Pereskia aculeata Mill.
Barbados Gooseberry, Barbados Shrub, Leaf Cactus, Ora-Pro-Nobis
Cactus lucidus, Cactus pereskia, Peireskia aculeata, Pereskia acardia, Pereskia aculeata f. rubescens, Pereskia aculeata subsp. rubescens, Pereskia aculeata var. aculeata, Pereskia aculeata var. brasiliensis, Pereskia aculeata var. godseffiana, Pereskia aculeata var. lanceolata, Pereskia aculeata var. longispina, Pereskia aculeata var. rotundifolia, Pereskia aculeata var. rubescens, Pereskia brasiliensis, Pereskia foetens, Pereskia fragrans, Pereskia godseffiana, Pereskia lanceolata, Pereskia longispina, Pereskia peireskia, Pereskia pereskia, Pereskia plantaginea, Pereskia rubescens, Pereskia undulata
This species is native to Antilles, Panama, and Colombia. It is also reported from southern Florida in the United States and Mexico, perhaps as an escape.
Pereskia aculeata is an unusual shrubby cactus with long whip-like branches with cushionlike areoles that bear 1 to 3 straight spines near the woody base of the plant but towards the top with pairs of short hooked spines in the leaf axils. Branches are at first erect, later clambering, up to 33 feet (10 m) long, up to 1.2 inches (3 cm) in diameter, and grow on trees in their native habitat. Leaves are dark glossy green, oblong to ovate with a short petiole, up to 2.8 inches (7 cm) long and 1.6 inches (4 cm) wide. In habitat, they are deciduous in the dry season. Spines are 1.4 inches (3.5 cm) long, brown to nearly black, with variously colored bases in new growth, becoming gray with age. Flowers appear arranged in terminal or axillary panicles aggregated towards the top of the branches in summer. They are strongly scented, up to 2 inches (5 cm) in diameter, and vary in color from white, cream, and yellow to pinkish. The edible fruits are globose berries with inconspicuous thornless areoles, yellow or orange when ripe, up to 0.8 inches (2 cm) in diameter, and contain smooth dark brown seeds.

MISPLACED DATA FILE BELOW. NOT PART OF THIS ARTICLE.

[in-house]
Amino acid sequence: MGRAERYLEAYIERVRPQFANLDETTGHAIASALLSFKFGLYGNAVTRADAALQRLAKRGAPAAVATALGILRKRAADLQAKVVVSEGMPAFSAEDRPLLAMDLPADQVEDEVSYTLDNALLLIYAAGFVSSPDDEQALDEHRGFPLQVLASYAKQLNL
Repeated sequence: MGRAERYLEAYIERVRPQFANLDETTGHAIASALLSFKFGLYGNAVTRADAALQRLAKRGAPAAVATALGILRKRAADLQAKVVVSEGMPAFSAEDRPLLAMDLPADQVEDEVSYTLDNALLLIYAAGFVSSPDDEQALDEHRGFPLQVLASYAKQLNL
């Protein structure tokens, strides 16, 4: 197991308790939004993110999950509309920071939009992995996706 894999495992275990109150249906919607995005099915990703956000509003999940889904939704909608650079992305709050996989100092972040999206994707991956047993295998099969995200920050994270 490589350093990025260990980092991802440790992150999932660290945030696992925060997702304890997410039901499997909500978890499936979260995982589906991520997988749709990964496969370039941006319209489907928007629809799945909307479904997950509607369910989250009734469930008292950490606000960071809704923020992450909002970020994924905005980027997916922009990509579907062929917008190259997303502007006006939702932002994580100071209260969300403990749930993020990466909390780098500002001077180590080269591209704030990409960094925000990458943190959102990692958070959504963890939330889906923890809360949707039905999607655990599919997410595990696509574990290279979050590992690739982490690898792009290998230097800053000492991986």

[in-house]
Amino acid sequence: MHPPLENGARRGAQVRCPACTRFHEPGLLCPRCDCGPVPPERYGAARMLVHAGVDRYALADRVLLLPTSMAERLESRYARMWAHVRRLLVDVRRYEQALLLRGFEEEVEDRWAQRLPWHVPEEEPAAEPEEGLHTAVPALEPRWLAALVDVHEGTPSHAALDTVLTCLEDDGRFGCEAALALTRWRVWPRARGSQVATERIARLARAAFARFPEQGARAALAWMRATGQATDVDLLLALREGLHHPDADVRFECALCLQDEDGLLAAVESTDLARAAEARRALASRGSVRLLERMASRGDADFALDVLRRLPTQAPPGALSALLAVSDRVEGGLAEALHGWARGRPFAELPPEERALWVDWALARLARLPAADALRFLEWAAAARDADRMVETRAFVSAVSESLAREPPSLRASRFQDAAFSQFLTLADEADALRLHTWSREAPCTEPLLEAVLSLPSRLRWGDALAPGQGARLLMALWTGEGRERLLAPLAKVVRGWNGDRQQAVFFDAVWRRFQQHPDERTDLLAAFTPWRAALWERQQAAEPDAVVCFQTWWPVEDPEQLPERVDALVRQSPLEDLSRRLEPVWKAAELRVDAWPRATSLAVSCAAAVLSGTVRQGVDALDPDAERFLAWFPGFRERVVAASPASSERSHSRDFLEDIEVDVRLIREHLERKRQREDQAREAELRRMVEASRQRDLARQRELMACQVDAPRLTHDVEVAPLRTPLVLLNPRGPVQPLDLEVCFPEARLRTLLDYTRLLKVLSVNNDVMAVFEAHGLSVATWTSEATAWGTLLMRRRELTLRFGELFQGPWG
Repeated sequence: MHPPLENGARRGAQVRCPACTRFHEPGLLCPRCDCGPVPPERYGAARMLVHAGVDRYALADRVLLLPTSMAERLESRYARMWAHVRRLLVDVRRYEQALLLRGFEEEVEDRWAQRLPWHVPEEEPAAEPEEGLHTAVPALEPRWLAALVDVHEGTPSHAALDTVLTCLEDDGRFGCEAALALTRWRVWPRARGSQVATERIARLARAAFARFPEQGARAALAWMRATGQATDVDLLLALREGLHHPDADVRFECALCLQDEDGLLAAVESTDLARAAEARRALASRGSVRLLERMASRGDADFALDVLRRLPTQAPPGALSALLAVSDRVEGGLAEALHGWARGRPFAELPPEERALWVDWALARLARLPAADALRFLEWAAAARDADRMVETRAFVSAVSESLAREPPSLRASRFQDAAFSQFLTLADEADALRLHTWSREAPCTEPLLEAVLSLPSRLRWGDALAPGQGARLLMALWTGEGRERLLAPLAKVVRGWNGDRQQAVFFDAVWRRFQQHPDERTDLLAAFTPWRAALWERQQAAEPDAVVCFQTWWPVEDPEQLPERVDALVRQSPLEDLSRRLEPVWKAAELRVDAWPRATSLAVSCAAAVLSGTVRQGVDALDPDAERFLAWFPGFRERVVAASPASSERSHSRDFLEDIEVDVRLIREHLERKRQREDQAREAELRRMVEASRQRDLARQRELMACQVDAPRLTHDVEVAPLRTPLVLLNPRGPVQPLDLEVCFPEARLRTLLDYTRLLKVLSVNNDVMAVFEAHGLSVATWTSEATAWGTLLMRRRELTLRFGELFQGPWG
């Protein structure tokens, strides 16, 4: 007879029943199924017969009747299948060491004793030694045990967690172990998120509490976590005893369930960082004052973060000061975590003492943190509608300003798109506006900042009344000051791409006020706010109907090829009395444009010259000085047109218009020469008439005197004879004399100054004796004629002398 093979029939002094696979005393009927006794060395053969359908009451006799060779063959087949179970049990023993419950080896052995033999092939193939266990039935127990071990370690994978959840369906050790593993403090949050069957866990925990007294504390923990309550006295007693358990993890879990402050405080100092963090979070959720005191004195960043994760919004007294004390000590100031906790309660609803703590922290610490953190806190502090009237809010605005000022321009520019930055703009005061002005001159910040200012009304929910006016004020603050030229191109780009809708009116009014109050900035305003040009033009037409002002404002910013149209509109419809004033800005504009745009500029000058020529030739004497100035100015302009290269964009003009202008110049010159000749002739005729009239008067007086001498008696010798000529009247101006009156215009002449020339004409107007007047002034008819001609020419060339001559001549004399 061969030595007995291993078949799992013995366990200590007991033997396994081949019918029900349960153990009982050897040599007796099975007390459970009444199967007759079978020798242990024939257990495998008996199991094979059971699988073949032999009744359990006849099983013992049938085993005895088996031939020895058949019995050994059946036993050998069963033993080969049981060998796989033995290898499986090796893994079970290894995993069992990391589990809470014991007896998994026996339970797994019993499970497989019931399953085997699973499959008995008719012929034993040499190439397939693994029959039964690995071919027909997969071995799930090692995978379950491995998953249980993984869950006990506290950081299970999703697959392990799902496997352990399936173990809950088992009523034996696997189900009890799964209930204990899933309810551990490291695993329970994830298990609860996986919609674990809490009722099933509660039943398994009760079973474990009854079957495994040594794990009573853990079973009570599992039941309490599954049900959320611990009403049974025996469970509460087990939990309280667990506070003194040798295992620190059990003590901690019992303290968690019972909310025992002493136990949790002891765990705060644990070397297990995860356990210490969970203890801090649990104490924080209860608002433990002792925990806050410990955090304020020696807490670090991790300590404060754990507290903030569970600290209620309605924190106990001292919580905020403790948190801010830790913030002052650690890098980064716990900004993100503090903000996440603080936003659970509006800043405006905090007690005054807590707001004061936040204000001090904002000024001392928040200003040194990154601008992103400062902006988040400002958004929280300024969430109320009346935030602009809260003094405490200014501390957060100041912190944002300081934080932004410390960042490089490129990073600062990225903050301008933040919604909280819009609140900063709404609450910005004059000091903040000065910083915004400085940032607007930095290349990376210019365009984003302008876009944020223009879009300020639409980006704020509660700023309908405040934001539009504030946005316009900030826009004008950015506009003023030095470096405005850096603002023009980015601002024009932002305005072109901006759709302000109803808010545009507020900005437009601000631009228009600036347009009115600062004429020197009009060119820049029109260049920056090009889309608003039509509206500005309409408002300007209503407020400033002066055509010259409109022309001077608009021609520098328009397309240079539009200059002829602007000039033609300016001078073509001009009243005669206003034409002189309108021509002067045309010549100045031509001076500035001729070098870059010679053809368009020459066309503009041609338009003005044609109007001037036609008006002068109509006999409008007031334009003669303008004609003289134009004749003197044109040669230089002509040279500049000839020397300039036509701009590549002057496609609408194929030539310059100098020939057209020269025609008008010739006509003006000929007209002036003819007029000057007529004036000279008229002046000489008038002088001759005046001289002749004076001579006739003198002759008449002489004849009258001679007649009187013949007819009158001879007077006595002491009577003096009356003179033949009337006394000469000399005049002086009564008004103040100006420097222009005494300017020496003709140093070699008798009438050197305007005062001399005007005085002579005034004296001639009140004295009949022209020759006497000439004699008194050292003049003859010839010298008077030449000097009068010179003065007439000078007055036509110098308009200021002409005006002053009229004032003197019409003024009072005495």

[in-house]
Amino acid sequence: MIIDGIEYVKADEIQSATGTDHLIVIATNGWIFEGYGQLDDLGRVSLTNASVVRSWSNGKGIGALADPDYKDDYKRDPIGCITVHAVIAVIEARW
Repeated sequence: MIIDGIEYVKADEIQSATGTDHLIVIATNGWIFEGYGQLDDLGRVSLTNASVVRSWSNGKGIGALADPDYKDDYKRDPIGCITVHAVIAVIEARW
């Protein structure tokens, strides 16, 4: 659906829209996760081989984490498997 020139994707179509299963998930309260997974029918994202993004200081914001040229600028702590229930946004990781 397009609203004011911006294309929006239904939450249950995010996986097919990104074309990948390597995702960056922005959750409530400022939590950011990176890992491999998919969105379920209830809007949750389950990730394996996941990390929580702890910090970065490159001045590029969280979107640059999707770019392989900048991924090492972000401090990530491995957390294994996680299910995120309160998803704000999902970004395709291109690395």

USDA hardiness zones 9b to 11b: from 25 °F (−3.9 °C) to 50 °F (+10 °C).
How to Grow and Care
As with many cacti, Pereskias can be almost ignored and still flourish. One of the major advantages these plants pose as houseplants are their ease. Overwatering or overfeeding them is a bigger danger than neglecting them because it can damage their roots. If you repot them, remember to leave them alone for a brief period to avoid overstressing them, and keep an eye out for common houseplant pests. Many of these cacti can't be grown as houseplants anyway due to their shrubby growth habit, and others are very rare, but when you do find out, Pereskias can be good in cultivation.
They like dry conditions and don't need to be repotted often, but it is still a good idea to refresh their soil by occasionally repotting. Be careful when repotting any cactus not to get hurt by its sharp spines and lift the plant from its mix and replace it in a new container before backfilling it with soil. Do not water for a few weeks after repotting.
Learn more at How to Grow and Care for Pereskia.
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